Fig. 3 Targeted inhibition of PI3Kγ in the liver improves organ function and survival in sepsis. Survival of mice in sepsis (Reference: infected control group) after administration of the conventionally formulated PI3Kγ inhibitor AS605240, whereby the enzyme is inhibited in all cells of the body (AS), or as a novel nanoformulation with selective targeting of hepatocytes (T-LipoAS). The nanoformulation leads to the resolution of organ dysfunction and improved survival in this sepsis model. All animals received adequate antibiotics and pain therapy, as well as liquids.
In order to exploit the promising effects of PI3Kγ inhibitors, ways must be found to carry the substances exclusively into the liver parenchyma without affecting the immune system. In Jena, the Collaborative Research Center SFB 1278 “PolyTarget”, which is funded by the German Research Foundation (DFG) (the second funding phase has recently commenced), has been working for several years on the development of nanoparticles that can package APIs for precisely this purpose. Nanoparticle libraries are now being developed from which suitable “containers” can be selected, depending on the intended area of application [5-9]. A successful approach also needs a vehicle that navigates the drug-loaded nanoparticles to their target. Different modifications allow the particles to be selectively taken up by specific cell types, upon which they release their drug substance. To navigate the particles, the dye DY-635 has been successfully used. It is selectively taken up by liver cells and certain tumor cells that express organo anion transporters (Fig.1) .
In an animal model, this innovative combinational approach has succeeded in transporting an API selectively to the desired site of action (Fig. 2), thus reducing liver failure and increasing the likelihood of surviving sepsis (Fig. 3).
Unwanted side effects reduced while beneficial effects on liver function are maintained
Fig. 4 Schematic summary. Drug-loaded nanoparticles are selectively taken up by liver cells (hepatocytes) through a “targeting unit” (sky blue) and release the API (red) there. The activity of the immune system, for example, is not affected.
The newly developed nanoparticles managed to transport the drug specifically into liver cells (Fig. 4), which improved liver function and, thus, the survival rate of the septic mice. The drastic side effects of the inhibitor on the immune system that the usual (systemic) form of administration cause were not observed when the nanoparticle-packaged drug was administered.
An inflammatory reaction at the site of infection is a desirable response of the body. However, problems arise from systemic reactions far from the actual site of infection. Developing nanoparticles, targeting vehicles, and continuing to screen for potential drug substances can serve to create a modular system that can address various aspects of life-threatening infections and the associated systemic inflammatory responses. In addition to the therapy of organ dysfunction far from the site of infection, other promising approaches include the targeted administration of antibiotics in cases of sepsis. This can increase the drug level at the site of infection without risking side effects, for example on the human microbiome.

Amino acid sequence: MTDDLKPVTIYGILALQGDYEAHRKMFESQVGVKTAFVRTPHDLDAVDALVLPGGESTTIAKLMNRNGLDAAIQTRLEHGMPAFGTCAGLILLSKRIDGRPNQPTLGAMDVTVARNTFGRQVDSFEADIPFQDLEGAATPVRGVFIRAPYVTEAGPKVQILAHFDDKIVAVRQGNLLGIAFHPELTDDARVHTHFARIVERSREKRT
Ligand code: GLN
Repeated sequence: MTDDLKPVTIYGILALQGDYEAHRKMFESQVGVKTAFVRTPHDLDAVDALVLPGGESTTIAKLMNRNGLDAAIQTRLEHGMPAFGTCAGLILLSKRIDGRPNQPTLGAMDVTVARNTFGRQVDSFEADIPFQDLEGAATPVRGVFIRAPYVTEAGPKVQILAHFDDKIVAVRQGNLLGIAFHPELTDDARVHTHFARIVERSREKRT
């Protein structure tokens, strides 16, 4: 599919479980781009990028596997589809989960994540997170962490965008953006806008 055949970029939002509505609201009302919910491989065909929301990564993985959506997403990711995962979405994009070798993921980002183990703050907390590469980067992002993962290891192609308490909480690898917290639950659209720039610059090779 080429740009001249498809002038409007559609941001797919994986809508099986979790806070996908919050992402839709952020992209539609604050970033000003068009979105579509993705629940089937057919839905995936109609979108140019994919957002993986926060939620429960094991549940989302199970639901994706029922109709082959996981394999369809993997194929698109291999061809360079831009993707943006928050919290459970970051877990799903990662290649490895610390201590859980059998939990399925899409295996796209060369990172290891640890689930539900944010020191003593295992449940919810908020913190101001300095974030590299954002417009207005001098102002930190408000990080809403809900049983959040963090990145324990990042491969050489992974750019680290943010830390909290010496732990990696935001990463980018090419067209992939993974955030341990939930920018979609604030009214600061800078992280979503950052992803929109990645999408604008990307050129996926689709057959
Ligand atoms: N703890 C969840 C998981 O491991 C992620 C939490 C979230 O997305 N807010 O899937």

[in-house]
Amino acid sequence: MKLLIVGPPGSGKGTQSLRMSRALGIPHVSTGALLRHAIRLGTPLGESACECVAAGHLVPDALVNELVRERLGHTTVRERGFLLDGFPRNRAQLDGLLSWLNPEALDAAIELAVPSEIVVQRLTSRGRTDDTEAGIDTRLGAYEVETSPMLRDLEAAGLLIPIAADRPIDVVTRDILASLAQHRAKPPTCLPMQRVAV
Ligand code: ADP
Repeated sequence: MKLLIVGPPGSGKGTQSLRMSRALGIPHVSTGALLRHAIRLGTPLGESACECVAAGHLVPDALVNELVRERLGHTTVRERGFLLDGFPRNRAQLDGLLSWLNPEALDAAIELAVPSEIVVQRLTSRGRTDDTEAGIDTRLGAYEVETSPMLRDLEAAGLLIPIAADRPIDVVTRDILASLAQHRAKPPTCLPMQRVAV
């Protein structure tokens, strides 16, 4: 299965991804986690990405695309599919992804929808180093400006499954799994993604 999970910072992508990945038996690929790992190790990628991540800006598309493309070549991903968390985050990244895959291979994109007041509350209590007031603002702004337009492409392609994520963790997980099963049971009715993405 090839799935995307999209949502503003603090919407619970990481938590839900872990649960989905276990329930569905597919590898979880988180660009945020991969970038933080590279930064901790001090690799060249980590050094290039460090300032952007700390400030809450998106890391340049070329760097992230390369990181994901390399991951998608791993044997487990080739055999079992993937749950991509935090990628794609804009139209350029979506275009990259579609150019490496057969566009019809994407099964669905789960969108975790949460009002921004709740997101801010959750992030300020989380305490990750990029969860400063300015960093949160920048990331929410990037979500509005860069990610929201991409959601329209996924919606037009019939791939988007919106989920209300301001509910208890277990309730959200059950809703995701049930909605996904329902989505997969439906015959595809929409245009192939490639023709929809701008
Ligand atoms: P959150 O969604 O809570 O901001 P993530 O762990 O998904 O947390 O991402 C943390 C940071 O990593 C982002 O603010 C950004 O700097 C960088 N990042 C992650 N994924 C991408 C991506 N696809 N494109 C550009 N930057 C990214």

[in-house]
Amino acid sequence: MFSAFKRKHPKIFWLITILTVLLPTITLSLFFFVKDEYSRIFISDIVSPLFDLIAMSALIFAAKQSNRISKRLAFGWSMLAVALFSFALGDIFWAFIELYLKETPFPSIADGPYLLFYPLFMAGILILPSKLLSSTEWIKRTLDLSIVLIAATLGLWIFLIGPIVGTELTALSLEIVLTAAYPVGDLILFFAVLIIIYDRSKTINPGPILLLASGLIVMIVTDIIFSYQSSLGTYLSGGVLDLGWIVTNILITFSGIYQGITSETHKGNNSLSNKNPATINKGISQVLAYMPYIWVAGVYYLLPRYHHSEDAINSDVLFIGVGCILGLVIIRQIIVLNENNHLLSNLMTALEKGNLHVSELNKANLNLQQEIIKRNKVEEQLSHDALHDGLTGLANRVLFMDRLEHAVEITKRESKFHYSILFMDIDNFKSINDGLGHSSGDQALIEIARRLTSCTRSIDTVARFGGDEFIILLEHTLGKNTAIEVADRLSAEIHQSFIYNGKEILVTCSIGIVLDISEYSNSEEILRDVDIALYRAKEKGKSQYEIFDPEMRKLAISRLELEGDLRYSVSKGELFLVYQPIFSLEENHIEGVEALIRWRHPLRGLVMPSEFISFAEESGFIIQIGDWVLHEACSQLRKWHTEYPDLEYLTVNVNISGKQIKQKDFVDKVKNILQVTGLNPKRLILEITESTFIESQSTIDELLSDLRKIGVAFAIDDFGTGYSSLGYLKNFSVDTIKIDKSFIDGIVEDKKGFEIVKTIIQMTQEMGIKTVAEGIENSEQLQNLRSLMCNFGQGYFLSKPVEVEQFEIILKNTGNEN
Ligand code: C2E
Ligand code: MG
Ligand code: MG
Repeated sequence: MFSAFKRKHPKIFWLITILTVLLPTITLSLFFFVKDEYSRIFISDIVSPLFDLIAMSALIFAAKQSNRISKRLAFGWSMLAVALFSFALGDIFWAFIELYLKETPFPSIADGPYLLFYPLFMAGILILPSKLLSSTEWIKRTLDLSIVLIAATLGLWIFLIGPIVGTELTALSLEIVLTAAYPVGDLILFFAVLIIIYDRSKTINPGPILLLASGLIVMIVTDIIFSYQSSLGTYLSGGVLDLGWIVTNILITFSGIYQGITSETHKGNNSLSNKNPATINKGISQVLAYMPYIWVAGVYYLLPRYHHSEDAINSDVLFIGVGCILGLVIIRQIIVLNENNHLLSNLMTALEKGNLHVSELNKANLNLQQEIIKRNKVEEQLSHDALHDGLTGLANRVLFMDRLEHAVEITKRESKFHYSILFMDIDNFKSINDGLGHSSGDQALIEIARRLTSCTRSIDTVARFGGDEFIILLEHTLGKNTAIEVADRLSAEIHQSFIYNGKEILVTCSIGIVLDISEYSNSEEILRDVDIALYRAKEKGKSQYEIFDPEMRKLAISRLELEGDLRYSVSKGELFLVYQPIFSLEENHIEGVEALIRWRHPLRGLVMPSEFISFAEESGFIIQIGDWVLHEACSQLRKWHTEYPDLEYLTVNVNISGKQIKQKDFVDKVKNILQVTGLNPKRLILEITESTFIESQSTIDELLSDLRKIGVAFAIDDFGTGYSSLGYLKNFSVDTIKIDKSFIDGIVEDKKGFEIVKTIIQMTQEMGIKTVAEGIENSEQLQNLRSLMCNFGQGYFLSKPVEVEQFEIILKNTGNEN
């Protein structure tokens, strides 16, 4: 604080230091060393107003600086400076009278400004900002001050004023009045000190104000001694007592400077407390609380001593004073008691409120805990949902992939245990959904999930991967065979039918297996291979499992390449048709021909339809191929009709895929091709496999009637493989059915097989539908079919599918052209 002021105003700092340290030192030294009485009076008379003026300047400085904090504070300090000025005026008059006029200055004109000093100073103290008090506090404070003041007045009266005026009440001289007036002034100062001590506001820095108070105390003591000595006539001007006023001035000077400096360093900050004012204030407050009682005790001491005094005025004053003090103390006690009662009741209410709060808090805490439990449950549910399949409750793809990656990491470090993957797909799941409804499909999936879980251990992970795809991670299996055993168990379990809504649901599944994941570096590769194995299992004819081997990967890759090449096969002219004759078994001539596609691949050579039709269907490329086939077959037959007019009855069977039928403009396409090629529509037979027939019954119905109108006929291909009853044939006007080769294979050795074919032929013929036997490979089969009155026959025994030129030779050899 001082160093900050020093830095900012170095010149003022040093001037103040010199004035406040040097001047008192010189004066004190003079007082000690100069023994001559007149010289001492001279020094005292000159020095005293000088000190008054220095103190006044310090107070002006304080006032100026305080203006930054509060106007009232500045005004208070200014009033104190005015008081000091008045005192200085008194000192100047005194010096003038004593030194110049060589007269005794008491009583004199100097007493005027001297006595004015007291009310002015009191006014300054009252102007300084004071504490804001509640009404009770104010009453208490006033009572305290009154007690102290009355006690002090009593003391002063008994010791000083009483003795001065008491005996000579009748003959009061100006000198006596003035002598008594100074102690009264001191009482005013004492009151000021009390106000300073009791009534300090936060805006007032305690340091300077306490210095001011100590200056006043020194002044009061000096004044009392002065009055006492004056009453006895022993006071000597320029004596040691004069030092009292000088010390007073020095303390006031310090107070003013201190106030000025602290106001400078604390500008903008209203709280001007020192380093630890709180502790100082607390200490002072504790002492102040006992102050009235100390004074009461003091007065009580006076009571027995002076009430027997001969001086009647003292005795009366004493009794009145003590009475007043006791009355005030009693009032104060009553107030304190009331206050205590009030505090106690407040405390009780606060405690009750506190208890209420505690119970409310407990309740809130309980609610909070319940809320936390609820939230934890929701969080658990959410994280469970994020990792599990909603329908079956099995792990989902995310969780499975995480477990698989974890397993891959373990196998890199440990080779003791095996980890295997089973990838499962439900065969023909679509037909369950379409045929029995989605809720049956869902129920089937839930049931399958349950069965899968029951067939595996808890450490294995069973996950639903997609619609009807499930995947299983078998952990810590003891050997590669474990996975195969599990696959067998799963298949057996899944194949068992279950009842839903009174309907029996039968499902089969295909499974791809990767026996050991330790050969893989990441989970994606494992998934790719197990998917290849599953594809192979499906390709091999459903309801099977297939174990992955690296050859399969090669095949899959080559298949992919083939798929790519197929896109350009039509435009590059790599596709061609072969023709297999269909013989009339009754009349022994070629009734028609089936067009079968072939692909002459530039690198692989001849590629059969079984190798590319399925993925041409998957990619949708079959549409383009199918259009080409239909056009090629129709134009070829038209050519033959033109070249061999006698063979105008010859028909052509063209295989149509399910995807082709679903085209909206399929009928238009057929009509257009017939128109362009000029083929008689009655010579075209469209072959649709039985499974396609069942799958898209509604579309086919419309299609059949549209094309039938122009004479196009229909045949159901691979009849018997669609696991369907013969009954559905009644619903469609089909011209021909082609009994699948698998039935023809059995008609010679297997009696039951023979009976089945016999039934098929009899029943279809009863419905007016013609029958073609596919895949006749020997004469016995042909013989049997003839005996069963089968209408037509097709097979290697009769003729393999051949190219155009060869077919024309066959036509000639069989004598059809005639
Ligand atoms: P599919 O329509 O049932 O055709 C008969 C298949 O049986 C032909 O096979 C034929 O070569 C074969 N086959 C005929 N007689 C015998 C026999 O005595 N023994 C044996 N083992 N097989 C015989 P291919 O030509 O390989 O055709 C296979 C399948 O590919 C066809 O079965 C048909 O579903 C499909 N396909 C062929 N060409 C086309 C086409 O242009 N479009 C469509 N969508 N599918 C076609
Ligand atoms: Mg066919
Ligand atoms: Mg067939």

The authors thank Dr. Margit Leitner and Owe Leitner for preparing the illustration of the nanocarriers (Fig. 4 und header image).
The underlying studies were supported by the German Federal Ministry of Education and Research (13N13416, 03Z22JN12) and the German Research Foundation DFG (SFB1278: 316213987, projects A01, A04, A06, C01, C03, T01 and Z01, as well as EXC 2051: project ID 390713860). Adrian Press would like to thank the Interdisciplinary Centre for Clinical Research at Jena University Hospital for its funding (AMSP05).
Conflict of interest
Michael Bauer and Ulrich S. Schubert are founders and shareholders of SmartDyeLivery GmbH, which develops pharmaceuticals based on the described mode of action.
“PolyTarget” – Cell type specific polymeric nanoparticles
The Collaborative Research Center (SFB) 1278 “PolyTarget” in Jena (Germany) pursues the long-term objective of developing cell type specific polymeric nanoparticles (NP) that selectively intervene at different stages of inflammatory processes. Targets for NP treatment are the pathogens themselves or concurrently occurring, harmful inflammatory responses. Newly developed drugs encapsulated in tissue-specific NP can resolve local and systemic inflammatory responses and protect distant organs. PolyTarget covers the full spectrum of methods for the production and efficient application of cell type specific NPs, including synthesis of systematic polymer libraries, formulation of NP libraries, development of new anti-inflammatory drugs, modeling of drug-polymer interactions, and application of biomedical methods to test for NP efficacy. In addition to scientific projects, there is also a public outreach project that introduces PolyTarget's concepts and results to schools and a graduate school that specifically promotes interdisciplinary scientific expertise.
Further information: https://www.polytarget.uni-jena.de/en
Category: Molecular Medicine | Drug Delivery